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Trying To Move My Thinking Forward On Cultural Appropriation

I've had trouble getting my head around the idea of cultural appropriation -- when and how it's appropriate to adopt elements of other cultures -- in large part because I've had trouble applying the pragmatist criterion I described in an earlier post. That is, I've struggled to pinpoint just what it is that's harmful about the borrowings we label "appropriation." (To be clear, this does not mean that I doubt such harm exists or assume that it's OK until I can explain exactly what's wrong with it.) The most obvious response is to adopt a culture as property" paradigm, which I find problematic because it draws on certain assumptions about cultural independence and boundedness that seem to map poorly onto anthropological reality.

I had a minor "aha" moment reading a comment by atlasien in response to Rachel raising this issue. The nut of it is this:

I tend to use a simple idea to spot appropriation… the belief that a unique aspect of another culture can be absorbed into your identity while remaining a marker of that other culture (in other words, still viewed as authentic and unique, not melded into globalized pop culture) while being stripped of its negative connotations.

I need to ruminate more on this way of looking at the issue -- currently I can't even come up with a snappy label for it to parallel the "culture as property" view. I've encountered similar perspectives before, but never quite hashed it out enough in my own brain to be able to recall it (as opposed to being baffled as described in my opening paragraph) when confronted with new questions of potential cultural appropriation. Atlasien's description highlights the way that the wrongness of cultural appropriation is more about how it seeks to define/speak for/claim authority over/claim the benefits of the identity and way of life of the apropriate-ees.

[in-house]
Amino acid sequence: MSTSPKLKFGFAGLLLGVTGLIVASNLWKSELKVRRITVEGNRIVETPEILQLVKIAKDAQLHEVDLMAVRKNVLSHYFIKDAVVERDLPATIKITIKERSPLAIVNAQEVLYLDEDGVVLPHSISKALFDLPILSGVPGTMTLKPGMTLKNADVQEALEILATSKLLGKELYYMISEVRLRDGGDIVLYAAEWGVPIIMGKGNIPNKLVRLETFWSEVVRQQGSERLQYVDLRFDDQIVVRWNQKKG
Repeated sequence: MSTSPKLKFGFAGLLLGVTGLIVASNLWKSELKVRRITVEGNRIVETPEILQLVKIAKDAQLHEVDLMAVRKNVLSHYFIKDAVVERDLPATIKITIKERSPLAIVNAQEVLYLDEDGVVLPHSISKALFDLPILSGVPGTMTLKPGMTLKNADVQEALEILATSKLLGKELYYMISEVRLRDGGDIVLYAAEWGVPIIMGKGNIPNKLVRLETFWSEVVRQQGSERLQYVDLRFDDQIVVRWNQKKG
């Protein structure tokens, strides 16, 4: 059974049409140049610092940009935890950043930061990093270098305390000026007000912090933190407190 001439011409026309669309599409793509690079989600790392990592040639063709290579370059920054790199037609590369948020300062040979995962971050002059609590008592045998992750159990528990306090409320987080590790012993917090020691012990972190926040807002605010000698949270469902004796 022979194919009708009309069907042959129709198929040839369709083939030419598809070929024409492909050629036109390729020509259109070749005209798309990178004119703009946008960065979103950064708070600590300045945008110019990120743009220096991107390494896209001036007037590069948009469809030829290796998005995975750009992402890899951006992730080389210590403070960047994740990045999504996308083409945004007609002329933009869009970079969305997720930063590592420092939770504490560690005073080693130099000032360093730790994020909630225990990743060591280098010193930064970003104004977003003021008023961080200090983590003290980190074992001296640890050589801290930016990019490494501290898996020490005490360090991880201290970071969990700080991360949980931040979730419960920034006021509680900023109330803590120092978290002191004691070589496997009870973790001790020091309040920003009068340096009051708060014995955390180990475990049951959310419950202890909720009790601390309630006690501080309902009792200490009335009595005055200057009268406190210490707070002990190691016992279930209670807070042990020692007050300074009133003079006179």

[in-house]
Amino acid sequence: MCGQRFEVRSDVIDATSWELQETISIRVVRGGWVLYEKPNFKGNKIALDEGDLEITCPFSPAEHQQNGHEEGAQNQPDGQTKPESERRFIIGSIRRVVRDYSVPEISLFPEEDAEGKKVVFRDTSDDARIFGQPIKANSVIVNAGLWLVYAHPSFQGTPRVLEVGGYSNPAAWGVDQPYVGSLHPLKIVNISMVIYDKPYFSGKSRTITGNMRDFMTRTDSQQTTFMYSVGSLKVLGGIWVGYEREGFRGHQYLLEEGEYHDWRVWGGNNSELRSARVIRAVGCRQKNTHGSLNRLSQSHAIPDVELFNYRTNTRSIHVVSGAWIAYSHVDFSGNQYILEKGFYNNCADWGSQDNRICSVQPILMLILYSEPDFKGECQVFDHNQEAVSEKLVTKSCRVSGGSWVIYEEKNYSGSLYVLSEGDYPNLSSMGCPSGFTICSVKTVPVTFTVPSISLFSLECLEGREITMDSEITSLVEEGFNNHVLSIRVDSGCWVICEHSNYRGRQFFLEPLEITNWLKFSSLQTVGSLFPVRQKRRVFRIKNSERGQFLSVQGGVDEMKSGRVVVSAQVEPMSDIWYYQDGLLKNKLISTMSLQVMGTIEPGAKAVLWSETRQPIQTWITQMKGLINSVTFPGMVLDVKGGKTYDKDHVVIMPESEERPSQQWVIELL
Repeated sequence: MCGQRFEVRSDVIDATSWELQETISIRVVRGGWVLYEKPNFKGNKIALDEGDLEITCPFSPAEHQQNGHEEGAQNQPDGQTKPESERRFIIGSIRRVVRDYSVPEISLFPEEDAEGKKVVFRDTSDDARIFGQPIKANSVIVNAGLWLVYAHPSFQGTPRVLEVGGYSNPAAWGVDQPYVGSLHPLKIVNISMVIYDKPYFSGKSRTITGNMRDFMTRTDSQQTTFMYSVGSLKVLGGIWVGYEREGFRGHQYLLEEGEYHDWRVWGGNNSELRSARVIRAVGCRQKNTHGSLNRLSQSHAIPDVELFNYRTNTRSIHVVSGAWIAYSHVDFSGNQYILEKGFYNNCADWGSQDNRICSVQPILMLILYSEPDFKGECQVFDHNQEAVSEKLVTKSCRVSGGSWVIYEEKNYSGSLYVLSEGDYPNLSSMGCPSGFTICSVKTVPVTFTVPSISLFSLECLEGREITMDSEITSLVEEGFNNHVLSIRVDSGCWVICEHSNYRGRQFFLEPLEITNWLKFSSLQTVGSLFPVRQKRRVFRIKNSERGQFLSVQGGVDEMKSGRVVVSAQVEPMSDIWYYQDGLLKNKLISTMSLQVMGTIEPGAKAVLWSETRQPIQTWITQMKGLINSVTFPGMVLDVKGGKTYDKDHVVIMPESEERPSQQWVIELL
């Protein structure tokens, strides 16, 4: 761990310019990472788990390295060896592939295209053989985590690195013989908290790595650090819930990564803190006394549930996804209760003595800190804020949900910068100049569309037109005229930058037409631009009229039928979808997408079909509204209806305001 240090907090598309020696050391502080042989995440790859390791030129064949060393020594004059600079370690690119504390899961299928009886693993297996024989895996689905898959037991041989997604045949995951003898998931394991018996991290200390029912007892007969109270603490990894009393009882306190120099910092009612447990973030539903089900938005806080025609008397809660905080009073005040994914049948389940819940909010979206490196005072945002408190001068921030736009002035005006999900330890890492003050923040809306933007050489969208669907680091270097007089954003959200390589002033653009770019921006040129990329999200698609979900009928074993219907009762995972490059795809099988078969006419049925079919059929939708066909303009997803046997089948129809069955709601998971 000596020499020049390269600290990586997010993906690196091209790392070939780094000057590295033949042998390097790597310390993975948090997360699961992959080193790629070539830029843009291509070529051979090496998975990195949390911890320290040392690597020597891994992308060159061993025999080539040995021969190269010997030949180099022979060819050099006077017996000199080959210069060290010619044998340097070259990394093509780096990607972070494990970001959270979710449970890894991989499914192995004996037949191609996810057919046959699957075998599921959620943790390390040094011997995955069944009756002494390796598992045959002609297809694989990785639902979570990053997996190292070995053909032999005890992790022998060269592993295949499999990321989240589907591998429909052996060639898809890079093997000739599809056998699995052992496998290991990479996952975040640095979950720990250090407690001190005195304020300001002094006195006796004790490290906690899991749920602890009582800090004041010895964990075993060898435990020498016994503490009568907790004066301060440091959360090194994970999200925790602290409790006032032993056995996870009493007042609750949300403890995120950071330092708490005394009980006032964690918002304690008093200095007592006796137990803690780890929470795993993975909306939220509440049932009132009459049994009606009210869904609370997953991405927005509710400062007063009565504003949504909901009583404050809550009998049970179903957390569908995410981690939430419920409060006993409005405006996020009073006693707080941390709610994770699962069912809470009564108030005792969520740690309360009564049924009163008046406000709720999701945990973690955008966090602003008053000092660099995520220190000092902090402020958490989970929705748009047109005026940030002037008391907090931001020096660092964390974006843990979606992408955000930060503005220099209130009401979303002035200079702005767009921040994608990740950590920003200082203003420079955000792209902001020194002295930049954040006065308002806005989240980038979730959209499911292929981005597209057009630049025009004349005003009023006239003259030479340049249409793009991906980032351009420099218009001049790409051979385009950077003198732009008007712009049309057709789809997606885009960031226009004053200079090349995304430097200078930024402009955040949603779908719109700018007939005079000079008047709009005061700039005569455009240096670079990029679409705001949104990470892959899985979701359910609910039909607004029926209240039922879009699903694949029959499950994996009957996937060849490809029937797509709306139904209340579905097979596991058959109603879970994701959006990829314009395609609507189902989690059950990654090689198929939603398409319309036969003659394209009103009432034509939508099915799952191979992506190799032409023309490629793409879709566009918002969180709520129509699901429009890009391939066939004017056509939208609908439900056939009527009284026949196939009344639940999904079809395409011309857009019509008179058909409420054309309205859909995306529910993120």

For the moment, I'll note two considerations about this view. First, I would say that a cultural element can qualify as wrongfully appropriated if it's treated as a marker not just of "that other culture ... viewed as authentic and unique," but also of a sort of generalized Other/opposite-to-my-culture-ness (contrast, for example, the new-agey practitioner of an eclectic hodgepodge of non-Western cultural traits with the narrowly-focused Japanophile). Second, I'm hesitant about the (usually implicit) presumption that the only valid alternative to appropriation is total immersion in the other culture (leading either to becoming fully bicultural, or a conversion away from your old culture). Taken too far, this could tempt one back into the same conception of cultures as distinct and internally holistic and fully integrated that I found problematic in the "culture as property" view.


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